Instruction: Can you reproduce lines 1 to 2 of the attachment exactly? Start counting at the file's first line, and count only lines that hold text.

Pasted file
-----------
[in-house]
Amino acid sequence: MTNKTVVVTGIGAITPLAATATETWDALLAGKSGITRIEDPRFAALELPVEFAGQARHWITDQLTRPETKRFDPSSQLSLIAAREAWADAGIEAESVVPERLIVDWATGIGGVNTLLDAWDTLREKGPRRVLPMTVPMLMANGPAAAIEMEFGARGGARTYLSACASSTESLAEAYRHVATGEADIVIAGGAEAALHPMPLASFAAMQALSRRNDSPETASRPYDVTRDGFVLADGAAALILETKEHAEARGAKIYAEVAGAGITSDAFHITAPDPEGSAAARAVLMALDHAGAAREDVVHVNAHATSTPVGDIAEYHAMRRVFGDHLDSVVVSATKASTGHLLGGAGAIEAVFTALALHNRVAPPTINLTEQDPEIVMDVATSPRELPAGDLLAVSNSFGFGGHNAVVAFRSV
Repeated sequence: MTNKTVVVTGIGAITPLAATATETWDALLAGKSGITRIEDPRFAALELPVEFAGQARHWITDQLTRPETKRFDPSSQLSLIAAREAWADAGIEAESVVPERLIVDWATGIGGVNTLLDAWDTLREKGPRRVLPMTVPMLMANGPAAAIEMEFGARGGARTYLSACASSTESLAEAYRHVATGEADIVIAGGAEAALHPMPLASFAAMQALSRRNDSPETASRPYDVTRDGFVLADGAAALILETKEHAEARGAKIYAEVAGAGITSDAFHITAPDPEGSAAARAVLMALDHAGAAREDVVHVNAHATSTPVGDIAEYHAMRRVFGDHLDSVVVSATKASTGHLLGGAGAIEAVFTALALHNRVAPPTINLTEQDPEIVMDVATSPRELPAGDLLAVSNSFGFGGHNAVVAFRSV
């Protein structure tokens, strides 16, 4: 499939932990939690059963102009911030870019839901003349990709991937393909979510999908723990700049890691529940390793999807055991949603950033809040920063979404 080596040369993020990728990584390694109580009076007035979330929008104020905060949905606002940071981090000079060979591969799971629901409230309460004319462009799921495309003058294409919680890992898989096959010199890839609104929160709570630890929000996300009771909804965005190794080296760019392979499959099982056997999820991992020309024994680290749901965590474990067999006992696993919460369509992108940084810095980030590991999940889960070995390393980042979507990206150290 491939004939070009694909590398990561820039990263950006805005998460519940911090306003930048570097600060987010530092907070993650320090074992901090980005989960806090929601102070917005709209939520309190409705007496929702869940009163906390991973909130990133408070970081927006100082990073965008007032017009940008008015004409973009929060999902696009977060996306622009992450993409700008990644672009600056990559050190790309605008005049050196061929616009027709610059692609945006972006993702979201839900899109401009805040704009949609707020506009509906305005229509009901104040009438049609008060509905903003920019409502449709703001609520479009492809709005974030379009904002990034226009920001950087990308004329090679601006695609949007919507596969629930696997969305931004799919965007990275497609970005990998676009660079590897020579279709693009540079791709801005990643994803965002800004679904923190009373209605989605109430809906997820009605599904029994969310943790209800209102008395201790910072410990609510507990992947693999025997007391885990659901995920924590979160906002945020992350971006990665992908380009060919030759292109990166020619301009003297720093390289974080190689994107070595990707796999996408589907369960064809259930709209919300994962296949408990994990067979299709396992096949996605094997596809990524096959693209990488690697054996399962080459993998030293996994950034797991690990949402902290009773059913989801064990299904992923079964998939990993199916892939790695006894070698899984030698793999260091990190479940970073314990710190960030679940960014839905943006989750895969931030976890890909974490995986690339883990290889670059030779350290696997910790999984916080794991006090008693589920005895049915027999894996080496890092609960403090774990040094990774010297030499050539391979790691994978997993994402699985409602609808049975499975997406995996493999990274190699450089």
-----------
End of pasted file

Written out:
[in-house]
Amino acid sequence: MTNKTVVVTGIGAITPLAATATETWDALLAGKSGITRIEDPRFAALELPVEFAGQARHWITDQLTRPETKRFDPSSQLSLIAAREAWADAGIEAESVVPERLIVDWATGIGGVNTLLDAWDTLREKGPRRVLPMTVPMLMANGPAAAIEMEFGARGGARTYLSACASSTESLAEAYRHVATGEADIVIAGGAEAALHPMPLASFAAMQALSRRNDSPETASRPYDVTRDGFVLADGAAALILETKEHAEARGAKIYAEVAGAGITSDAFHITAPDPEGSAAARAVLMALDHAGAAREDVVHVNAHATSTPVGDIAEYHAMRRVFGDHLDSVVVSATKASTGHLLGGAGAIEAVFTALALHNRVAPPTINLTEQDPEIVMDVATSPRELPAGDLLAVSNSFGFGGHNAVVAFRSV